When it became clear that this general election would be contested by Barack Obama and John McCain, there was at least some hope that the campaign would be different than what we had seen in recent years. Maybe it wouldn't be two white knights waging a noble battle. But there was reason to believe that the two would, at the very least, maintain a decent, respectful tone and keep disagreements substantive.
Obviously, that hasn't happened. Obama is not a helpless victim here; he's played a role in the disintegration of the campaign's uniqueness. He backed out on the idea of participating in joint town halls with McCain. He's reversed himself on public financing in an effort to raise ungodly amounts of money. His campaign has established rapid response teams that rival those assembled by the 2000/2004 Bush campaigns.
All of those moves are justifiable and understandable, but they have had the effect of rendering this campaign a thoroughly conventional affair. Obama might be a unique candidate, and I believe he is, but there's nothing unique about the campaign around him.
But it's McCain who has taken the most decisive step into the muck. You've undoubtedly heard by now the allegation that he slung at Obama:
"I had the courage and the judgment to say that I would rather lose a political campaign than lose a war," John McCain said during a Rochester, N.H., town meeting on July 22. "It seems to me that Senator Obama would rather lose a war in order to win a political campaign."
I wanted to give this comment time to simmer. I wanted to give McCain some time to re-think the line and, if not apologize for it, and least quietly let it slip into the ether. He has not. In fact, the allegation has become a go-to attack in his speeches and interviews. Instead of abandoning it, he has embraced the line and reiterated his belief in its validity.
So let's be perfectly clear about what McCain is saying. Break down the statement, remove the parallelism used as a rhetorical flourish, and McCain is saying, "Barack Obama knows The Surge is a success. He knows it will ultimately result in victory. He knows that reversing that policy and withdrawing troops from Iraq under his timetable will result in defeat. But he is deliberately advocating a strategy he knows will end with an American defeat because he thinks it's the popular choice."
That might not quite rise to the level of a treason accusation leveled by one sitting senator against another. But it's darn close, and it certainly alleges disloyalty. It certainly says that Obama is unwilling to defend his country.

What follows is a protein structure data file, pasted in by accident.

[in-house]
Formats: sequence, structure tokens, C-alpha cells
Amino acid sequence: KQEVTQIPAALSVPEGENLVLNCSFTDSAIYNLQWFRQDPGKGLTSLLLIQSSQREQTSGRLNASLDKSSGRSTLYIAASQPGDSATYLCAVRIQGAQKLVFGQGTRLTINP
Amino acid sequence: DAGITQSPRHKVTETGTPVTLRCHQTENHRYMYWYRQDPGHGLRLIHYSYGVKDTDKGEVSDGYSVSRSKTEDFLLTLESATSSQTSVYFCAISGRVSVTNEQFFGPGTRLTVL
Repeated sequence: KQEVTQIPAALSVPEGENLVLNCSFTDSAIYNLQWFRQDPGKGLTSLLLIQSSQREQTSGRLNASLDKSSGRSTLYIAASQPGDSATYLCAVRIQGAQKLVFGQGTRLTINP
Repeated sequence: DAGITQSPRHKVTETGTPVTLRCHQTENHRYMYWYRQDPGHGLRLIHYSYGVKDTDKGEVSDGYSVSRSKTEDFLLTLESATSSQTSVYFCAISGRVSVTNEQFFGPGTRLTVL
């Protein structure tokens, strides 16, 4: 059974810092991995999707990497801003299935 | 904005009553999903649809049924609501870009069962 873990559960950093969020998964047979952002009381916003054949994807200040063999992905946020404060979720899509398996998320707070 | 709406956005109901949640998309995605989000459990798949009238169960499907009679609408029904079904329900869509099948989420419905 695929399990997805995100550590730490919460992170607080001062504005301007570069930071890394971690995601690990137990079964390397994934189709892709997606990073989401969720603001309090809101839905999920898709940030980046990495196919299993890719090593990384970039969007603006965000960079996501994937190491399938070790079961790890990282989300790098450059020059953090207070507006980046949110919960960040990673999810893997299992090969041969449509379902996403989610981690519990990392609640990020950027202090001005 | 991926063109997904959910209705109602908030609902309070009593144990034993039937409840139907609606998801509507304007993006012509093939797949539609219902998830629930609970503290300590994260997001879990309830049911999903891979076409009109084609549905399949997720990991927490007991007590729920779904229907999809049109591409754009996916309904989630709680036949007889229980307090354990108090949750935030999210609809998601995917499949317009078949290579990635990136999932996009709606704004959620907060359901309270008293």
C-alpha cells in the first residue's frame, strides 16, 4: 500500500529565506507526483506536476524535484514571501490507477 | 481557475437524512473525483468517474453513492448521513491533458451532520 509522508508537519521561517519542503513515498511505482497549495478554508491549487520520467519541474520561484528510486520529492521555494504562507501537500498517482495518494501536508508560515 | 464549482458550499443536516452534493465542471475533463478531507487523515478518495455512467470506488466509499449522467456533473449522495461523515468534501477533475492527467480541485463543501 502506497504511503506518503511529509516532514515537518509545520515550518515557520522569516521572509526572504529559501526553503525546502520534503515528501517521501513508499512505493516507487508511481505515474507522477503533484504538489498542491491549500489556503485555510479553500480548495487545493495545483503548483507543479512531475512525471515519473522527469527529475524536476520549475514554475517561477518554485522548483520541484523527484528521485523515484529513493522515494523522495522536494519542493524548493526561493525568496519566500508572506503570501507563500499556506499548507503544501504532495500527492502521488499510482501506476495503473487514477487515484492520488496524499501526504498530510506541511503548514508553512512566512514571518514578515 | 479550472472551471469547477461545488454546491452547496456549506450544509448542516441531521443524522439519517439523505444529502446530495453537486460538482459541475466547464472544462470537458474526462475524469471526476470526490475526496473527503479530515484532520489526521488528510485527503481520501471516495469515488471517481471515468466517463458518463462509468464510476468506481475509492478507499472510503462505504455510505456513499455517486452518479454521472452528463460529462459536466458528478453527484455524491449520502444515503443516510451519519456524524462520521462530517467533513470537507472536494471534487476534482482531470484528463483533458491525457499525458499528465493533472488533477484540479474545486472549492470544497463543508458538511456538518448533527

What's bizarre is that McCain has been leveling a perfectly legitimate, Surge-oriented attack on Obama for weeks, often in the same speeches where he later uses the "rather lose a war" line. It's not hard to tell the difference.
Attack One: Senator Obama opposed The Surge, which I championed and which has been a stunning success in reducing violence in Iraq. That goes directly to evaluations of our judgment and military wisdom. Furthermore, Senator Obama has refused to acknowledge The Surge's success, showing a Bush-esque stubbornness and unwillingness to adapt his views to changing circumstances.
Attack Two: Barack Obama knows The Surge is a success. He knows it will ultimately result in victory. He knows reversing that policy and withdrawing troops from Iraq under his timetable will result in defeat. But he is deliberately advocating a strategy he knows will end with an American defeat because he thinks it's the popular choice.
Attack One is a harsh, but entirely legitimate attack. Intelligence and judgment are key for any president, and a presidential campaign should be about discerning which candidate shows themselves superior in those qualities. McCain is well within his rights to question Obama's strategic wisdom. I quite obviously disagree with the details of his argument, but it's not an argument that crosses any sort of line.
Attack Two reads like it was crafted by Karl Rove, and it's the route McCain has decided to travel. It's a relic of the 2002 midterm campaign and the 2004 presidential campaign. It's an attack that doesn't focus on the other guy's intelligence or his policies. It attempts to eviscerate his patriotism and convince the public that Obama is simply not committed to American success overseas.
It is, in short, a brutal, flagrantly out-of-bounds smear. The Bush administration has spent the last eight years accusing all who dissent or disagree of disloyalty or, at the very best, an extreme lack of patriotism. There was reason to hope that John McCain wouldn't stoop to those levels. Tragically, he has disabused us of those notions.